Open Access Research article

Dietary patterns and risk of colorectal cancer in Tehran Province: a case–control study

Akram Safari12, Zalilah Mohd Shariff1*, Mirnalini Kandiah1, Bahram Rashidkhani2 and Foroozandeh Fereidooni3

Author Affiliations

1 Department of Nutrition and Dietetics, Faculty of Medicine and Health Sciences, Universiti Putra Malaysia, Selangor, Malaysia

2 Department of Community Nutrition, School of Nutrition and Food Science, Shaheed Beheshti University of Medical Sciences, PO Box 19826–19573, Tehran, Iran

3 Department of Surgical Oncology, Cancer Institute, Imam Khomeini Hospital Complex, Tehran University of Medical Sciences, Tehran, Iran

For all author emails, please log on.

BMC Public Health 2013, 13:222  doi:10.1186/1471-2458-13-222

Published: 12 March 2013



Colorectal cancer is the third and fourth leading cause of cancer incidence and mortality among men and women, respectively in Iran. However, the role of dietary factors that could contribute to this high cancer incidence remains unclear. The aim of this study was to determine major dietary patterns and its relationship with colorectal cancer.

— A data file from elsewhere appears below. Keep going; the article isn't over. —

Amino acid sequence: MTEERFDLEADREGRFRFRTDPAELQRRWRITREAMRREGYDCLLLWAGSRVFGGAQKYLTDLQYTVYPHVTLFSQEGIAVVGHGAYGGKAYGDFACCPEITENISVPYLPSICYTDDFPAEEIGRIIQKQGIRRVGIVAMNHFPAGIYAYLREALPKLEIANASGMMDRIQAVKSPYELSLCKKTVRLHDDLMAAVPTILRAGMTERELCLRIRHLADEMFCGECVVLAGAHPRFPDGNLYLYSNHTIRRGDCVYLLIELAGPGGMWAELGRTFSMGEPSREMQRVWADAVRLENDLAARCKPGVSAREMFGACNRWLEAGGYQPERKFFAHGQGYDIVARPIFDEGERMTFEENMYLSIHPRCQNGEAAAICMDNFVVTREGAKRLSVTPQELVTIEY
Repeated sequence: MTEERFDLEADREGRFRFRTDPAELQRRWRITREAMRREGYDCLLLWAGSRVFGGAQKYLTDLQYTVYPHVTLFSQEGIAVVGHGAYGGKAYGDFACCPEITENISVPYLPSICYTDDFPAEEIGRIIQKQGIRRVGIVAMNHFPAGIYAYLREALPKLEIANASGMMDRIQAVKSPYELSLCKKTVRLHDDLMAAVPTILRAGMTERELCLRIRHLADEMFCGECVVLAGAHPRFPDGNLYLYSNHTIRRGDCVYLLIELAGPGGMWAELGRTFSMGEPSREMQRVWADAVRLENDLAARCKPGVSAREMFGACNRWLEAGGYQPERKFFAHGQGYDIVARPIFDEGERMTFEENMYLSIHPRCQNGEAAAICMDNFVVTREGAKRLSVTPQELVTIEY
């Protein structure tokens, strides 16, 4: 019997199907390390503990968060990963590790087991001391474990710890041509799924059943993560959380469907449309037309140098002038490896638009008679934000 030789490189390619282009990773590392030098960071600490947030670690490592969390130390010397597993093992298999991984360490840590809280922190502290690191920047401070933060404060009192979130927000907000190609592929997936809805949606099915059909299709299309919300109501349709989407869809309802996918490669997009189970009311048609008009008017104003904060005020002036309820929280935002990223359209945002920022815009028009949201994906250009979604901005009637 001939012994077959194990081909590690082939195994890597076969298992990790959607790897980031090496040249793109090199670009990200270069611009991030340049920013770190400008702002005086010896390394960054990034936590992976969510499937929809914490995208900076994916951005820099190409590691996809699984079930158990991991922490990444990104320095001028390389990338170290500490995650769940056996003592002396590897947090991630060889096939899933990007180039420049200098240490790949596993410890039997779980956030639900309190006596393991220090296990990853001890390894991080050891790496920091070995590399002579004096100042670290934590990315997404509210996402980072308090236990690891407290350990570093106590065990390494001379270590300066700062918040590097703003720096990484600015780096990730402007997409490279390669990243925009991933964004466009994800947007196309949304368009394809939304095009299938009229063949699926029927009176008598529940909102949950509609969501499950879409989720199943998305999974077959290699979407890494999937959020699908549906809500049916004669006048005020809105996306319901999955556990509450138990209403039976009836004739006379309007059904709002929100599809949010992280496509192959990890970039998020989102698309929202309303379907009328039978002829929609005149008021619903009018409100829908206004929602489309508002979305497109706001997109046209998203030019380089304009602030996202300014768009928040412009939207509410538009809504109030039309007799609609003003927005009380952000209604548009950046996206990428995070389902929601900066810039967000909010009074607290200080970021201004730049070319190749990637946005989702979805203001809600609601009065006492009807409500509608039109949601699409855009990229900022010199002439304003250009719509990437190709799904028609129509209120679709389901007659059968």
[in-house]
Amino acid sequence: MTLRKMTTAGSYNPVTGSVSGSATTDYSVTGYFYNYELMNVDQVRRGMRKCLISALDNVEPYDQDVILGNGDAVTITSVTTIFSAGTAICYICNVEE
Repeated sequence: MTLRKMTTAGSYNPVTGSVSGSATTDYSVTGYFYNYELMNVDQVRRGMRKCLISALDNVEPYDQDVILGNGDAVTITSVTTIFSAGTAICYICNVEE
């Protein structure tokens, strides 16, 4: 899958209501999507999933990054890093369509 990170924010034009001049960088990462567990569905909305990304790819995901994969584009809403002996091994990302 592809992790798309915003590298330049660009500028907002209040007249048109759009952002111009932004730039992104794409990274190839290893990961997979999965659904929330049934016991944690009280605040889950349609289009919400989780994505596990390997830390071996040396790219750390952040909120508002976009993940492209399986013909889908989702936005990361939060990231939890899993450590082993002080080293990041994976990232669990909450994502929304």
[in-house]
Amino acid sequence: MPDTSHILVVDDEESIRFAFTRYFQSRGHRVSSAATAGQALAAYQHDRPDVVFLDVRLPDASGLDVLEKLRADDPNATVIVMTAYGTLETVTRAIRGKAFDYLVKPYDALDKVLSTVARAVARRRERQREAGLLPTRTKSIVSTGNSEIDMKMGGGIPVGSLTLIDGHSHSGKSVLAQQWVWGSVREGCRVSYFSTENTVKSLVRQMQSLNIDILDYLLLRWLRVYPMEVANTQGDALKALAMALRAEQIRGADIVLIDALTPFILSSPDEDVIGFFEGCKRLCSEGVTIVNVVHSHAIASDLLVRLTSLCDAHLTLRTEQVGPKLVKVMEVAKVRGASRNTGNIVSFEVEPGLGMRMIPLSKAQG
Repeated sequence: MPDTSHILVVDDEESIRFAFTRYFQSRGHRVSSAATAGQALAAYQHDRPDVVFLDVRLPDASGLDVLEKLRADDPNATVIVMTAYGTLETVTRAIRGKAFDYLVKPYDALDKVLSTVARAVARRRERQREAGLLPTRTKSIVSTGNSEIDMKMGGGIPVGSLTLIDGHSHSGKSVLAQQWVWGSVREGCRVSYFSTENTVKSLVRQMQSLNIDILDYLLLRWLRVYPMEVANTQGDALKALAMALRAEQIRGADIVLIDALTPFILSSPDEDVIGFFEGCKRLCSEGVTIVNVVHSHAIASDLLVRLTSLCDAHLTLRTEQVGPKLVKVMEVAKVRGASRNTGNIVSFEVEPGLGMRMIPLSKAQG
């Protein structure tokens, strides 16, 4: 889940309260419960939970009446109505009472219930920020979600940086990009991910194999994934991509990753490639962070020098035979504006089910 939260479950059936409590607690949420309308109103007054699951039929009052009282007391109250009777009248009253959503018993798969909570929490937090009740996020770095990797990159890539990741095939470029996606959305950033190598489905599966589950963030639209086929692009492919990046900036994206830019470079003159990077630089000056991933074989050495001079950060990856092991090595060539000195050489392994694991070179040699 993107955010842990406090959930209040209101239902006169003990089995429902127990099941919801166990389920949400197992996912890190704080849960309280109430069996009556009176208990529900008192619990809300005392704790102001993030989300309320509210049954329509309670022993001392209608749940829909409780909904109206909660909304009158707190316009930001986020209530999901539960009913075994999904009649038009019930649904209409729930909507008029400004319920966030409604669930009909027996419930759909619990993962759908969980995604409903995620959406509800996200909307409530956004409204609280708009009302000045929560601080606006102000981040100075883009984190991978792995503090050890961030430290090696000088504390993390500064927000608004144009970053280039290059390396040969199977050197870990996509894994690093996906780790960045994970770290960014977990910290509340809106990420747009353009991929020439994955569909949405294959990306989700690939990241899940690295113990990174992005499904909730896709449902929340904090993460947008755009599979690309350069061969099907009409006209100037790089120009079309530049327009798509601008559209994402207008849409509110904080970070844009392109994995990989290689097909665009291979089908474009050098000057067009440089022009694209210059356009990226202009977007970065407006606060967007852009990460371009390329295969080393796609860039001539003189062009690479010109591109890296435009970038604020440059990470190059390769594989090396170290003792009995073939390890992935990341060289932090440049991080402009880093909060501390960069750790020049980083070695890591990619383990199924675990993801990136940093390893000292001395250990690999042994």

This case–control study was conducted in four hospitals in Tehran city of Iran. A total of 71 patients (35 men and 36 women, aged 40–75 years) with incident clinically confirmed colorectal cancer (CRC) and 142 controls (70 men and 72 women, aged 40–75 years) admitted to hospital for acute, non-neoplastic diseases were recruited and interviewed. Dietary data were assessed by 125-item semi-quantitative food frequency questionnaire. Multivariate logistic regression was used to estimate the relationship between dietary patterns and risk of colorectal cancer.


Two major dietary patterns (Healthy pattern and Western pattern) were derived using principal component analysis. Each dietary pattern explained 11.9% (Healthy pattern) and 10.3% (Western pattern) of the variation in food intake, respectively. After adjusting for confounding factors, the Healthy dietary pattern was significantly associated with a decreased risk of colorectal cancer (OR= 0.227; 95% CI=0.108–0.478) while an increased risk of colorectal cancer was observed with the Western dietary pattern (OR=2.616; 95% CI= 1.361-5.030).


Specific dietary patterns, which include healthy and western patterns, may be associated with the risk of colorectal cancer. This diet-disease relationship can be used for developing interventions that aim to promote healthy eating for the prevention of chronic disease, particularly colorectal cancer in the Iranian population.

Western dietary pattern; Healthy dietary pattern; Colorectal cancer; Case–control study; Iranian adults